It's a terrible licensed game and it's in Japanese. Hideous.
I first played Zoids VS III for a few hours on October 19, 2004. The
experience disturbed me so greatly that I did everything I could to put it
out of my mind, hoping it would run away from neglect. Unfortunately, the
"responsibility" of playing this atrocity nagged at the back of my mind for
five months before I finally gave in, fighting against my own survival
instincts to see the game in full.
Zoids VS III is based on the popular (?) animated series, which showcases
perky humans piloting giant robots shaped like various animals. As with
many animated series, the show's ultimate goal is to sell toys, and
therefore, the coolest new feature in Zoids VS III is apparently the toy
packed in with the special edition (which I didn't get).
Graphically, the game is in shambles. The
toys Zoids are actually
somewhat detailed, so if you want to gawk at them in the museum, you can.
Everything else would look bad even for an N64 game. The textures have just
enough noise to keep them from being mistaken for solid colors and to
suggest basic elements such as rock or snow, and seams can frequently be
seen where textures meet or repeat. Most arenas are practically empty. A
few levels have background towers and platforms with about as much
complexity as elements in Star Fox 64. To top off our N64 comparisons, each
level is surrounded by a blur of fog to cover over the short draw distances.
Plus, even with this level of visual simplicity, the framerate can never
The gameplay is similar to titles like Custom Robo. Depending on the mode,
you'll either purchase or unlock new Zoids as well as various weapons and
upgrades. You then choose a Zoid to face off against another Zoid or a group
of Zoids. The game includes a straight-forward battle mode; another mode called Zoids Fist, in which you attempt to knock your opponent off a platform; and Mission Mode,
which usually has you battling a group of Zoids, but occasionally provides
a different take on the action, such as sniping or dropping bombs from the
air. Theoretically, there is also a multiplayer mode, but you won't find anyone
who wants to play this game with you.
Control is awkward and non-responsive. The layout actually makes sense:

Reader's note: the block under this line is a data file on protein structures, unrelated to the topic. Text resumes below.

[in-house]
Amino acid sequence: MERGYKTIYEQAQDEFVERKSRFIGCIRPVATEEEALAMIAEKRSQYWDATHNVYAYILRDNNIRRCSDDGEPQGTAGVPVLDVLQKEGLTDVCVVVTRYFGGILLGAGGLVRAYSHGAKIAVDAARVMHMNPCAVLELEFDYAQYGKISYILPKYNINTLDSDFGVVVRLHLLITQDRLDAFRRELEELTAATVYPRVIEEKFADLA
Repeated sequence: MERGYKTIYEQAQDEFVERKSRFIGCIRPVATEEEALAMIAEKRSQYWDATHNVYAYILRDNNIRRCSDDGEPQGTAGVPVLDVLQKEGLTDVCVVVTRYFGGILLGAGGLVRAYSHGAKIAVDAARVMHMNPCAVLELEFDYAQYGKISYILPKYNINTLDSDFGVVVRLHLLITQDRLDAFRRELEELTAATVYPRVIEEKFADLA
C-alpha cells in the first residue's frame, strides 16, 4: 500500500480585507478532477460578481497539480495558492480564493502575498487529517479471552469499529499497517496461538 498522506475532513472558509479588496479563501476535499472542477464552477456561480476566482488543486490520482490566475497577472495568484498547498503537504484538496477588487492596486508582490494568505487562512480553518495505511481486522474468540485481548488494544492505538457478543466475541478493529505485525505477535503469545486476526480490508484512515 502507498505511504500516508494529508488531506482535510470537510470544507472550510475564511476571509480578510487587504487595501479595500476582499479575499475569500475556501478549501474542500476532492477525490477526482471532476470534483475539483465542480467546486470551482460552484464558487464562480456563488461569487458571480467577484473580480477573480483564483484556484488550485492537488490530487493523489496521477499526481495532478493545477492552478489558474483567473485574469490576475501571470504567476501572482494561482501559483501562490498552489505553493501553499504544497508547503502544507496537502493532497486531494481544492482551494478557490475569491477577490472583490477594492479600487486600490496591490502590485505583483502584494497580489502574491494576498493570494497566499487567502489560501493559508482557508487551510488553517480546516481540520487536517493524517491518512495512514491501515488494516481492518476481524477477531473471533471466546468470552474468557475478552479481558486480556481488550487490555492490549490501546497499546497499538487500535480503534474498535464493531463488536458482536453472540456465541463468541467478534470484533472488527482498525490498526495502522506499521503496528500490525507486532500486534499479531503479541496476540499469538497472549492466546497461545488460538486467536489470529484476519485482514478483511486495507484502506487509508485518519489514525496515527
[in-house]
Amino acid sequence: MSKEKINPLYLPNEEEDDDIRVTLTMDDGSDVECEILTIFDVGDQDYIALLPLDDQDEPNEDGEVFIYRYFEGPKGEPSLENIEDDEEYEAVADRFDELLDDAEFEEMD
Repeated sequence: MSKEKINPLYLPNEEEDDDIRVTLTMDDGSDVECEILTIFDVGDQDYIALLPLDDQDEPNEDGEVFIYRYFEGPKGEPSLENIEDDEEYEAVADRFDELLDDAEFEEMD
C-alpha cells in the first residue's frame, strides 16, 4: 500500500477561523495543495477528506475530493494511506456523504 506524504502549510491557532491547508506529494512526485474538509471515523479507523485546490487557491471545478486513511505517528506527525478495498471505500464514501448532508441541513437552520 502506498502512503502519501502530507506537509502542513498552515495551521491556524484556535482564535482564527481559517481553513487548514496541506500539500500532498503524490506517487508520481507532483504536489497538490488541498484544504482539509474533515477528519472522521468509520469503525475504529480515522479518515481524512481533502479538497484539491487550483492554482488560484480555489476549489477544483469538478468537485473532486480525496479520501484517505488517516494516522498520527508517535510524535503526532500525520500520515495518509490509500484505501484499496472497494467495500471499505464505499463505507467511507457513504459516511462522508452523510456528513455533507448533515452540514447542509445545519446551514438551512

switch weapons with Y, lock-on with R, fire with A, pounce with X, dodge
with the C stick. However, in execution the machines seem completely
unwieldy. For your shot to really connect, you have to wait for a blue icon
to appear over your target. Even then, most weapons rarely seem to hit your
opponent, as if they are meant to be fired only from specific distances -
too close or far away, and they'll miss no matter what. In contrast,
enemies' weapons home in on your position no matter which direction they're
fired in or how much you try to dodge. The main control frustration, though,
is the fact that whenever you're hit by enemy fire, you're unable to move,
and after a few hits, you even get knocked to the ground and have to wait
several seconds to get back up. Since you are often surrounded by three
opponents at a time, this results in a constant fight with the controls, as
you try to dodge successive shots, but can only rock the control stick back
and forth and watch yourself get pummeled.
As you may have surmised from the control description, the various Zoids are
dreadfully unbalanced. Some Zoids simply have no chance of competing with
others. Either you pick a machine that can cream the other, or you get
creamed. In Mission Mode, you'll gain plenty of new Zoids, but most of them
are not nearly as strong or maneuverable as the tiger you start out with. Zoids Fist
amplifies the unbalanced advantages with poor AI; if you pick a flying Zoid,
you can easily fly away from the platform and lure your opponent to his
Rounding off the package are frequent load times and long story scenes that
can take more than thirty seconds just to skip through. The cut-scenes are
just long winded conversations between still character frames. If you tap
the button fast enough, it almost looks like animation. In the end, this is
a shoddy license tie-in, and it's too frustrating to be any fun.
If for any reason, you do not heed this message of woe, our partners at
Sang will gladly take your money. Although, afterwards, you may wish
that you had instead purchased a laser pointer to shine in your eyes.